May 18, 2011

"Objectified": The Design of Everyday Things

"There is a story embedded in every object." Andrew Blauvelt, Design Curator, Walker Art Center.

While I was unpacking my new iMac recently, I marveled at the care put into the packaging: every item was presented so beautifully that unwrapping each was an aesthetic pleasure. Right after that, I watched with special interest the marvelous film Objectified, an exploration of the world of industrial design by the director Gary Hustwit, whose earlier documentary Helvetica, about the font, I also loved. The film opened with several scenes of heavy machinery, above, making plastic chairs. Everything was photographed with a wonderful eye for shape and color and space, so much so that I spent some hours doing thumbnail sketches of screen captures as ideas for my textiles.

Things we use every day, that we barely think about, have been designed by someone, with more, or less, thought.

The redesign, with a fat soft handle, of the metal potato peeler of my youth came about when designers were trying to find a handle that would be usable for someone with arthritis: "design to extremes".

Dieter Rams, a major German industrial designer, head of design for Braun for many years, has a list of ten essentials for good design, which I find very interesting to think of in relation to the objects we share our lives with:
Good design should be innovative design.
Good design should make a product useful.
Good design is aesthetic design.
Good design will make a product understandable. (so when you buy something that's hard to figure out, it's not your fault, it's not well designed [my comment].
Good design is honest.
Good design is unobtrusive.
Good design is long lived.
Good design is consistent in every detail.
Good design is environmentally friendly.
Good design is as little design as possible.

And from Andrew Blauvelt again, speaking of the Dyson vacuum cleaner:
The form of the vacuum expresses the symbolism of function.
Design is the search for form.


  1. I knew you were a Mac girl. :0)

  2. Altoon, the MacGirl!
    When I first started using my MacBook,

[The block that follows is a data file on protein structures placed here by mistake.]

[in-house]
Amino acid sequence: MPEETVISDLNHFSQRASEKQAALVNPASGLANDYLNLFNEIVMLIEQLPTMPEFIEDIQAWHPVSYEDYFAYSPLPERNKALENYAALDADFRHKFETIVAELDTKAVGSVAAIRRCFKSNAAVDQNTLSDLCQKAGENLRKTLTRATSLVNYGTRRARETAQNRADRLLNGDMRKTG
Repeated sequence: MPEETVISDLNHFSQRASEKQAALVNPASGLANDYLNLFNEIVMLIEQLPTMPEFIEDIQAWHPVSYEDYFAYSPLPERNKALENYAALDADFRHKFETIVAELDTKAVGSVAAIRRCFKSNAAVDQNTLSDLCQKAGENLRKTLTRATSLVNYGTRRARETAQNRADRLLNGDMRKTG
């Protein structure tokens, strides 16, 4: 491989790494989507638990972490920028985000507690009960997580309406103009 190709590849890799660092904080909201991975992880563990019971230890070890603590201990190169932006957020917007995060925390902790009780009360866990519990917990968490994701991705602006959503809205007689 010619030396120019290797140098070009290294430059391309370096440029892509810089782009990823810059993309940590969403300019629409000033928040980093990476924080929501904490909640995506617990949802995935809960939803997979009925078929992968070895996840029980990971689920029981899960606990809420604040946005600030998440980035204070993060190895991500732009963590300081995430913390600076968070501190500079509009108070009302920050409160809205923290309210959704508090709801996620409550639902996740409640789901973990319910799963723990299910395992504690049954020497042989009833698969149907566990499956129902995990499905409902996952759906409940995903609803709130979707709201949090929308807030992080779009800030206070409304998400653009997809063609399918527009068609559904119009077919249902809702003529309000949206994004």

I thought it was a useful tool for my work.
    Now I'm almost convinced that it writes the stuff for me,
    and all I gotta do is write in my name.

  3. Loved this movie!
    There was another one about typeface, called Helvetica (?), which was also nice.

  4. yep, I'm definitely a Mac girl, from my first computer, which was an old one-piece Mac, basically a word processor with a tiny green screen, to now.
    sg, I also saw Helvetica and mentioned in my second sentence that I loved it. I'm looking forward to Hustwit's third film in the series which is called Urbanized, not out yet.

  5. Oh, you mentioned Helvetica.
    Never mind.

  6. I loved the film Helvetica, I am putting Objectified in my Netflix cue!

  7. Wonderful post Altoon. Thank you for this.

  8. Thanks, Altoon, for this wonderful post. I remember opening my iPod box and marvelling at both the beauty of the thing itself and the elegance of the packaging. We'll be watching those documentaries on design.

  9. This film had so much to think about; really loved it. And looking at your images reminded me that I always use a wood hair comb (from China) as it doesn't transfer any static electricity the way the plastic combs do. I am familiar with a Dyson but never used one. Bought a similar one that was so loud you really needed to wear ear protectors when using it. When we got our new all wool carpet we were told specifically not to use a Dyson as it would be bad for the carpet; too strong a pull and would affect the nap as I recall.

  10. Nice post. I am in the process of spending many hours reworking, and rethinking some former products. It's hard to get my head into a project I once considered finished. Maybe it's my personality type that wants to be working on something "new". Or maybe it's that ever present ego wanting the gratification of a new completed form. But with patience, there it was...the newness appeared out of the old. I had to get over the self-satisfaction of the "finished" product. The fact that I had forgotten some of the original thought process made me re-examine and apply the newness that had occurred in me over time. It is rare we see perfection. Even in nature there is constant change. If we aspire to high standards in what we do, we are always moving towards something better. "Finished" is just a word that allows us to move on.

  11. john, so you're an industrial designer? I like your phrase "'finished' is just a word that allows us to move on". This is really important I think; we need to accept the best we can do at the moment and let it go.